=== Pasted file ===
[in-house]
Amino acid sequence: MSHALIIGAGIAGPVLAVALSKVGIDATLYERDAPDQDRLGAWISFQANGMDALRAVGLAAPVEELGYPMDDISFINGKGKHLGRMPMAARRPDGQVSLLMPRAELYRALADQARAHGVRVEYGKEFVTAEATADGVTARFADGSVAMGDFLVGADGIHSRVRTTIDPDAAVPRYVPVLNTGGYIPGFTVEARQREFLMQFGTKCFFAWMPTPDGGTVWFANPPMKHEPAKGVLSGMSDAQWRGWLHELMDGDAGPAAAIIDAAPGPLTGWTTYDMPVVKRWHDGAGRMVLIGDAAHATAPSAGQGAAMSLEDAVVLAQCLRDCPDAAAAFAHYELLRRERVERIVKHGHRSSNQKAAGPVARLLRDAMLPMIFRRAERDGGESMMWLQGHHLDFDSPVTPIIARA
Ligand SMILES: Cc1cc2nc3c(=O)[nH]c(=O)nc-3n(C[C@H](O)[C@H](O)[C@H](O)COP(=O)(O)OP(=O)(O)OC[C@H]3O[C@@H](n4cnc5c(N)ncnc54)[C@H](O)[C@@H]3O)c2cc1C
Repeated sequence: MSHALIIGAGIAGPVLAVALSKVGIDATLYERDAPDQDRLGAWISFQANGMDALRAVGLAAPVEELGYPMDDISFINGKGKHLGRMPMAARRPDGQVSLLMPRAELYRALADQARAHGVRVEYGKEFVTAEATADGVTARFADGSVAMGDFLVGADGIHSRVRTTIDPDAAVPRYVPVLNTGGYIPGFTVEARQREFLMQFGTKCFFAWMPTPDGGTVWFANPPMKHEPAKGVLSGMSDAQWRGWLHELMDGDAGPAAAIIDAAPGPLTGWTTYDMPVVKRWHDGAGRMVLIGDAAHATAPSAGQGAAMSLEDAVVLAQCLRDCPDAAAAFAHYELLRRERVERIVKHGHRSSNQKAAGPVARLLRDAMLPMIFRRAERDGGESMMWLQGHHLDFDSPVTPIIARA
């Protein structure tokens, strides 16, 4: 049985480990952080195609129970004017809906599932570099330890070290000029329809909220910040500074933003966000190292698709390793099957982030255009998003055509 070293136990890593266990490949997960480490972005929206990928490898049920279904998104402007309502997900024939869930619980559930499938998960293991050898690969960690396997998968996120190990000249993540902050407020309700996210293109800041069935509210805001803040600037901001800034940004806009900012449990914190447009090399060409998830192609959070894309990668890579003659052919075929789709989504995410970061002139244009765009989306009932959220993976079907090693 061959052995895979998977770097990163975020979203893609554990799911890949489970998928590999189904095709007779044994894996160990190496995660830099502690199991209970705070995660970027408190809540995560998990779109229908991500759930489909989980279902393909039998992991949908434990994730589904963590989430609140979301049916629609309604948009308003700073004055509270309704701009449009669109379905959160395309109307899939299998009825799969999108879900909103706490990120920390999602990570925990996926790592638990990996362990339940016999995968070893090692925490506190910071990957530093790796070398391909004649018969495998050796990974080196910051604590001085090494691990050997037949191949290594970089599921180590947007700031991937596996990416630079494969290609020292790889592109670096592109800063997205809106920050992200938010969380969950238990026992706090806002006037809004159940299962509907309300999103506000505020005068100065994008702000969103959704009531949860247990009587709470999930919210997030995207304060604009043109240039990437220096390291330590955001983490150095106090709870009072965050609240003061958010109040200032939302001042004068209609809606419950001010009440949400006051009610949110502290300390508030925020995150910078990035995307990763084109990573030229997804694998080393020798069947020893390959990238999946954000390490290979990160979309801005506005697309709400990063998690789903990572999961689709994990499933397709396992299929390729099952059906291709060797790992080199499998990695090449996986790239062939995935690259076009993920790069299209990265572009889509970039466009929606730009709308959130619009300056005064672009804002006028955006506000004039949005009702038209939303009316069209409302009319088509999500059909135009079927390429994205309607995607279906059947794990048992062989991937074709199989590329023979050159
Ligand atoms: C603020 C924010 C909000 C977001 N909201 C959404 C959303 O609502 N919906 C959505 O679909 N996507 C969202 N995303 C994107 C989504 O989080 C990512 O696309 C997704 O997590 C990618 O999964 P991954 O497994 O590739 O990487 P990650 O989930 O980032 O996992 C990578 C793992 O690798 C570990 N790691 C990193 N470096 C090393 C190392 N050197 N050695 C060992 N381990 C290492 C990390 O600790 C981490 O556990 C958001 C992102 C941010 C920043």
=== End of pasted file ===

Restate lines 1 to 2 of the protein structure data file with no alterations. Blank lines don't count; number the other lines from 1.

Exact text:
[in-house]
Amino acid sequence: MSHALIIGAGIAGPVLAVALSKVGIDATLYERDAPDQDRLGAWISFQANGMDALRAVGLAAPVEELGYPMDDISFINGKGKHLGRMPMAARRPDGQVSLLMPRAELYRALADQARAHGVRVEYGKEFVTAEATADGVTARFADGSVAMGDFLVGADGIHSRVRTTIDPDAAVPRYVPVLNTGGYIPGFTVEARQREFLMQFGTKCFFAWMPTPDGGTVWFANPPMKHEPAKGVLSGMSDAQWRGWLHELMDGDAGPAAAIIDAAPGPLTGWTTYDMPVVKRWHDGAGRMVLIGDAAHATAPSAGQGAAMSLEDAVVLAQCLRDCPDAAAAFAHYELLRRERVERIVKHGHRSSNQKAAGPVARLLRDAMLPMIFRRAERDGGESMMWLQGHHLDFDSPVTPIIARA